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Aside from emptying my brain onto pages, I’ve gained a lot of insight about how I feel about certain things in my life and what events cause me to feel certain ways. I’m able to look back and read my own development – you grow a lot from journaling, in a matter of days sometimes. It’s a safe space for me to be as aggressive, crass, sad, excited, grateful, or (insert emotion) that I want. Plus seeing how you feel can be a game changer. By writing in your journal you can express how you feel with all your heart’s intent, and by reading your journal you can look observationally at these feelings to see what they tell you.

Buzzfeed knows what I’m talking about, and there are dozens of Youtube videos to guide you if you decide to pick up that pen. Pssst, you really should!

Question: Would you like to see a whole post dedicated to journaling? I’m thinking of so many resources and tips that go along with journaling, but we have to get to the next on our list here which is…

4. Meditating

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Okay, okay, I’ll be honest. I don’t meditate as often as I’d like to. In fact, when I meditate it’s actually an accomplishment – but I’m striving to be better! What I’ve noticed with meditation is that it encourages the act of being mindful and of being in the moment. Some of the most helpful guided meditations I’ve listened to encourage identifying how you feel before and after the meditation. After I have a successful meditation I realize the following things:

  • Mentally I feel lighter, and I have fewer thoughts swimming through my mind. The thoughts that I do have are more pleasant and clear-headed.
  • Emotionally I feel good, stable, and gentle.
  • My body feels softer, and all tension that I had before the meditation has floated away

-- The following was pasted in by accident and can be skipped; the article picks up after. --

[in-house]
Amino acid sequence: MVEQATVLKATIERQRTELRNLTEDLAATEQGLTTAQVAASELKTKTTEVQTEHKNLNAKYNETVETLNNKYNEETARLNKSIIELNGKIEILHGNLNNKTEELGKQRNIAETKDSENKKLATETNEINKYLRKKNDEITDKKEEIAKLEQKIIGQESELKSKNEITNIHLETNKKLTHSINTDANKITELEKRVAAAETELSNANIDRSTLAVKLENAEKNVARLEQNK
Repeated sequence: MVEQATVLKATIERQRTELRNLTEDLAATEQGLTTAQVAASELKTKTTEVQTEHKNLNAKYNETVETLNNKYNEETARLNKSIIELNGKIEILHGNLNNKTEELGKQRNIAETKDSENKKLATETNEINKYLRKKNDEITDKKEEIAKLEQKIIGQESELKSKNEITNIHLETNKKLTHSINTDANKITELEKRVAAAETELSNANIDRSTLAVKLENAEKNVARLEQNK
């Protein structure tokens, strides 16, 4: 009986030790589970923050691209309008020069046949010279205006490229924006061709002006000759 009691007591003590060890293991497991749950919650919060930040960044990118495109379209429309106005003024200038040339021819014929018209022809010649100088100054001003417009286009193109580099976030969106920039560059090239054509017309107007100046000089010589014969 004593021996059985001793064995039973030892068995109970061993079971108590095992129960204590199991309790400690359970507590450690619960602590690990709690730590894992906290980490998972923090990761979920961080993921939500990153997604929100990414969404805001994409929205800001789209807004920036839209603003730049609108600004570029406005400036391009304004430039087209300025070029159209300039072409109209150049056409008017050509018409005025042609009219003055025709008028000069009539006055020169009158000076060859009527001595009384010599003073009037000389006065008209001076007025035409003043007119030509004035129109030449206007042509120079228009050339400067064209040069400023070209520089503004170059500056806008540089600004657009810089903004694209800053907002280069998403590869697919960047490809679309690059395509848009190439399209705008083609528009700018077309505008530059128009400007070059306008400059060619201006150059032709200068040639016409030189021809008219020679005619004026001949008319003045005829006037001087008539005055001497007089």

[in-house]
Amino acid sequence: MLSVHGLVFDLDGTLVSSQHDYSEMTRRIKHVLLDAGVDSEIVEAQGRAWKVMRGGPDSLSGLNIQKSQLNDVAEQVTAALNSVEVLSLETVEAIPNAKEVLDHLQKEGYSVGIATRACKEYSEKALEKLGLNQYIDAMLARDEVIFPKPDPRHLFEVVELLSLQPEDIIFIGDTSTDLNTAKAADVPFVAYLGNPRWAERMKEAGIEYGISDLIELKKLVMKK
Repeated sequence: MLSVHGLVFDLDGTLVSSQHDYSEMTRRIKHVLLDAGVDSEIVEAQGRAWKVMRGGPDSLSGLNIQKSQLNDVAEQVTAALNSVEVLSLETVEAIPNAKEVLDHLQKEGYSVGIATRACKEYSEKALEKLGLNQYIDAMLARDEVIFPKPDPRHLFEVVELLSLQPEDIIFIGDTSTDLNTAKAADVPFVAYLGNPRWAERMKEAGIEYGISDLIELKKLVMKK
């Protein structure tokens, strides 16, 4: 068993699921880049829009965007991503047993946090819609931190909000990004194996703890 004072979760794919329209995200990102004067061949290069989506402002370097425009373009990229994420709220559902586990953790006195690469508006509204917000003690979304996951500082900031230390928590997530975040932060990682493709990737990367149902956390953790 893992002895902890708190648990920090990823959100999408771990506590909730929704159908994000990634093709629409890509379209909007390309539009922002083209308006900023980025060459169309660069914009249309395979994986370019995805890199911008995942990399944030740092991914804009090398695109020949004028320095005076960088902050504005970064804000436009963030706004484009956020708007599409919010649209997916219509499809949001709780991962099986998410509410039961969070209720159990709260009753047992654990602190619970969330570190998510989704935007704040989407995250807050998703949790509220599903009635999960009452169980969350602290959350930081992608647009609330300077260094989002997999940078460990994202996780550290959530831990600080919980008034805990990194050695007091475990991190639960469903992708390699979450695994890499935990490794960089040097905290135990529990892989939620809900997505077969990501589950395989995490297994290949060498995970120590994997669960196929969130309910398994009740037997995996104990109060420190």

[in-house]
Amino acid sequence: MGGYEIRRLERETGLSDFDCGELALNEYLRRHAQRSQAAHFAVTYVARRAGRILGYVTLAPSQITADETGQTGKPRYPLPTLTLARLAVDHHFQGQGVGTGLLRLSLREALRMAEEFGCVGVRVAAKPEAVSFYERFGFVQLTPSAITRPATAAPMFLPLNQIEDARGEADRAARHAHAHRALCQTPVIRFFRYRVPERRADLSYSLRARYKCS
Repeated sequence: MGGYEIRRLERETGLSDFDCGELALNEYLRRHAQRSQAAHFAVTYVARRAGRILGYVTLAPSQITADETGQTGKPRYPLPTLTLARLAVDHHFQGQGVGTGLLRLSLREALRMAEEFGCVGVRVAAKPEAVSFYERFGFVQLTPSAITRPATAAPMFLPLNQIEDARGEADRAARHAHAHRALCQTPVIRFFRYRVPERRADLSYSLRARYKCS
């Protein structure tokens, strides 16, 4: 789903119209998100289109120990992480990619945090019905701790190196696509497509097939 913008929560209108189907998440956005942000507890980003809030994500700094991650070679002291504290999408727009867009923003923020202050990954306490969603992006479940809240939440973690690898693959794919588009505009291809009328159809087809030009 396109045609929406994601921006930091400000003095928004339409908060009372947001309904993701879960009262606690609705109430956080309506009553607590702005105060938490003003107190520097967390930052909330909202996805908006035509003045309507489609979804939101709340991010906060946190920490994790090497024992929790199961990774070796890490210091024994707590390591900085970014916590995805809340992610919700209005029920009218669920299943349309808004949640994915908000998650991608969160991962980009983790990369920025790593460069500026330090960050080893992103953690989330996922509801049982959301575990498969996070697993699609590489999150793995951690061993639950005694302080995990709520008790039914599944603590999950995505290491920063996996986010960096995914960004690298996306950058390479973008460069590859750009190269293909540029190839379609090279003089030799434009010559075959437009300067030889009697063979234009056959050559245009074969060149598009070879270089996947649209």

• I feel much more present. No brain fog for me!
  • I take notice of my surroundings a lot more.

If you’d like to have a clearer mind and better understanding of how you feel, start with some guided meditations. There are free ones on Youtube and some free ones on the Pacifica app I mentioned earlier.

5. Taking a shower

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There’s something about running water that gets you thinking about life. Whenever I take a shower, I use that time to let myself reflect on how I’m feeling.

Am I worried at all? Stressed? Symbolically, I use the water from my shower to wash out all thoughts of worry or stress from the hours before. It really helps me to identify how I’m feeling, and to dissolve anything that doesn’t serve me at the moment.

Next time you take a shower, use that time to tune in to your star player… you! Take note of how you’re feeling, and let yourself feel that in full. Feel the water, feel the soap, and feel the feels.  

Let me know what mindfulness practices you’ve found helpful, and what tips or resources you’re considering using!

 

All the best,

Valencia Saint-Louis

3 thoughts on “#5: Five Practices for Being Mindful of How You Feel